Review: Click to Subscribe

Click to Subscribe
Click to Subscribe

Title: Click to Subscribe
Author: L.M. Augustine
Published: May 9th 2013
Purchase: Smashwords | Amazon | Barnes & Nobel
1,135,789. That’s how many subscribers sixteen-year-old West Ryder has on his web vlog series. But he only has eyes for one of them.

As one of the internet’s most prestigious video bloggers, West talks about high school relationships under the name “Sam Green.” As far as he knows, no one from school, not even his best friend, Cat, has seen his videos. But the highlight of the whole thing is Harper Knight, who comments every day at exactly 2:02 in the afternoon. He doesn’t know anything about her aside from the occasional deep philosophical messaging on why pizza tastes so delicious, but as stupid as it sounds, he might be falling for her. So when they finally agree to meet in real life, West’s hope for romance seems more and more in reach. But that all changes as soon as he arrives at their meeting spot and sees Cat walking toward him, wearing the same “I <3 Sam Green” T-shirt Harper promised she'd have on. To his alarm, West realizes he is falling in love with the best friend who has always been a sister to him.

The internet addict in me rejoices at words like meme, internal screaming, vlog and overall dorkiness so I was extremely excited to read Click to Subscribe only to discover how much I disliked this book. I expected to read a cute, funny story about internet love but instead was hammered with angst and the most irritating main character ever. This might have been more enjoyable if West hadn’t been so damn frustrating.

West was such an unlikable character, he was self-deprecating, indecisive and selfish. As much as I understood where he was coming from, it did not make it less of a headache to read. He was like this for the majority of the book, having repetitive monologues about why he shouldn’t be with his best friend and how love is a curse. Loving Harper was all fine and dandy but Cat apparently effed up his “last chance” at love. His grief over his family also sometimes felt like info dumping, there was so little development that it felt like his mom’s death was just there to give the character some much needed substance.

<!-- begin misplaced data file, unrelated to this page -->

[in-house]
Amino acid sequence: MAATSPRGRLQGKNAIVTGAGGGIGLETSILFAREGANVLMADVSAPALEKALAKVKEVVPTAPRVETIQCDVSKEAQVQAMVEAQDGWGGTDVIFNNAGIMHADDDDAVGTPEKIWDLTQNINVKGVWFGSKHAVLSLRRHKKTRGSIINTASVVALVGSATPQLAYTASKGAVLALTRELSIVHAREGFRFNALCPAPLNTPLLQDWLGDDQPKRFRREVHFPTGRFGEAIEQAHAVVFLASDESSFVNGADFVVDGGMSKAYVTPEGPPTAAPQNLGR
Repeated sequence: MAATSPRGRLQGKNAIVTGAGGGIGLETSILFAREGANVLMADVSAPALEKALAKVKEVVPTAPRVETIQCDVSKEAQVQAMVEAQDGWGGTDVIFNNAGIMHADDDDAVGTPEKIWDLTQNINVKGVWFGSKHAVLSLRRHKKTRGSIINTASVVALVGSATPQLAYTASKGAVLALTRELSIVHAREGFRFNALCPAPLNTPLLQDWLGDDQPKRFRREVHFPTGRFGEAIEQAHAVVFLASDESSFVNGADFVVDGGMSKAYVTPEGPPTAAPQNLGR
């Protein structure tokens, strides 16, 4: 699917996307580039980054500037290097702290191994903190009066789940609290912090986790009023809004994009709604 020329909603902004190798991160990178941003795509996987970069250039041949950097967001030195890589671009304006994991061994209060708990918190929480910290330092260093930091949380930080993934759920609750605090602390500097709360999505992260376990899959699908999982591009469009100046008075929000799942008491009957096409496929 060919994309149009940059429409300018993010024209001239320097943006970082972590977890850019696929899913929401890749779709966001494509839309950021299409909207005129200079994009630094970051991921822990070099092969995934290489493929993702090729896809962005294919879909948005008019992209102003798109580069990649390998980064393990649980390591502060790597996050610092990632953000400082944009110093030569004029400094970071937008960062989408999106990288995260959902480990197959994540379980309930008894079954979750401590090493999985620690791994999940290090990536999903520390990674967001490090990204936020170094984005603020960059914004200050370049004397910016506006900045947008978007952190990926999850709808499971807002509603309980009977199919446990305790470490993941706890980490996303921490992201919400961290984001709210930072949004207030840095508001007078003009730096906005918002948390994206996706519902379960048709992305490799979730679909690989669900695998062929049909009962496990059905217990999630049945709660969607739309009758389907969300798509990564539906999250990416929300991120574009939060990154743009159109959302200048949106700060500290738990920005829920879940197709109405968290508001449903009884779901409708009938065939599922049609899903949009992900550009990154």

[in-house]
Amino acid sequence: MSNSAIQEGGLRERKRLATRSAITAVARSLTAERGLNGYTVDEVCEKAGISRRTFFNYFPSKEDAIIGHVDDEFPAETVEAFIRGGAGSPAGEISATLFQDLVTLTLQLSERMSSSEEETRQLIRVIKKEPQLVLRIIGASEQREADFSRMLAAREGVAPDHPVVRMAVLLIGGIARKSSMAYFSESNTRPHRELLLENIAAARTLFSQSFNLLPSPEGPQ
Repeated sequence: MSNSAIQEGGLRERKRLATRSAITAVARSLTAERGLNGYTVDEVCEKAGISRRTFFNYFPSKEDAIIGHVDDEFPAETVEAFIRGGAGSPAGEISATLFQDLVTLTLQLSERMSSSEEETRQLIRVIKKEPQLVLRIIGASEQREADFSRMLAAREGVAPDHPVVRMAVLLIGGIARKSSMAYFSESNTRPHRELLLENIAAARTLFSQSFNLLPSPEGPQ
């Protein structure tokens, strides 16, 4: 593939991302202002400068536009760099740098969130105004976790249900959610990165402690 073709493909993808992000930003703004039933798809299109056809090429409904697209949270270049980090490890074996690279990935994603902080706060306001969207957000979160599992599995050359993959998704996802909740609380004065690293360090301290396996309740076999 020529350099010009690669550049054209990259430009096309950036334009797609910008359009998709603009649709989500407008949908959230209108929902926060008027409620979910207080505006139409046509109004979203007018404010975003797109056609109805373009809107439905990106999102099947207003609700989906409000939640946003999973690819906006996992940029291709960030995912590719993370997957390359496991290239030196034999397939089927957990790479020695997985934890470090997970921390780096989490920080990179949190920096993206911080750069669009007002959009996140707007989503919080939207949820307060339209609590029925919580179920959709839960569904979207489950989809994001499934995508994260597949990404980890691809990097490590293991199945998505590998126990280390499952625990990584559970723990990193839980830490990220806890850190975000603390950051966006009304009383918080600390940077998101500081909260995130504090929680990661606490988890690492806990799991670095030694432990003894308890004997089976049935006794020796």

I liked Cat a lot more, it was refreshing to see such a direct and straightforward female character who chased after what she wanted though the role reversal was far less enjoyable (more like agonizing) when it came to West. Vulnerability and fear is normal but it’s grating when I constantly have to read about it.

There were some things I appreciated like the author’s ability to express how broken the relationship between West and his dad was, some laugh worthy moments as the characters are truly ridiculous and there was a vlog scene that seemed so raw and honest I actually felt for West. Initially, the banter between West and Cat/Harper was endearing but it quickly devolved into wasted text as their romance dragged on and on. Clearly, this wasn’t the book for me but if you’re interested in this quick read then check out some positive reviews.

1 Stars


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About L.M Augustine

L.M. Augustine is a YA romance author who is obsessed with writing about dorky teenagers, love, and happy endings. He currently lives in New England, where he spends far too much time reading books and screaming at his computer, and he believes that the solution to the world’s problems can be found in chocolate cake. Click To Subscribe is his first novel, but it won’t be his last.

Find L.M. on Twitter | Facebook | Goodreads | Blog

2 thoughts on “Review: Click to Subscribe”

  1. Cayce

    1 star? Wow. And to think that I was considering picking it up, because it sounded so cute. Having read your review I’m pretty sure that I’m not going to “click to subscribe” to this book.

  2. Hanna @ Booking In Heels

    I hadn’t actually heard of this until I came across your review, but I thought the concept sounded fun. Shame it didn’t live up to it.

    It reminds me a bit of The Future of Us, you know, the Facebook one? That book could have been great as well, but… well, wasn’t.

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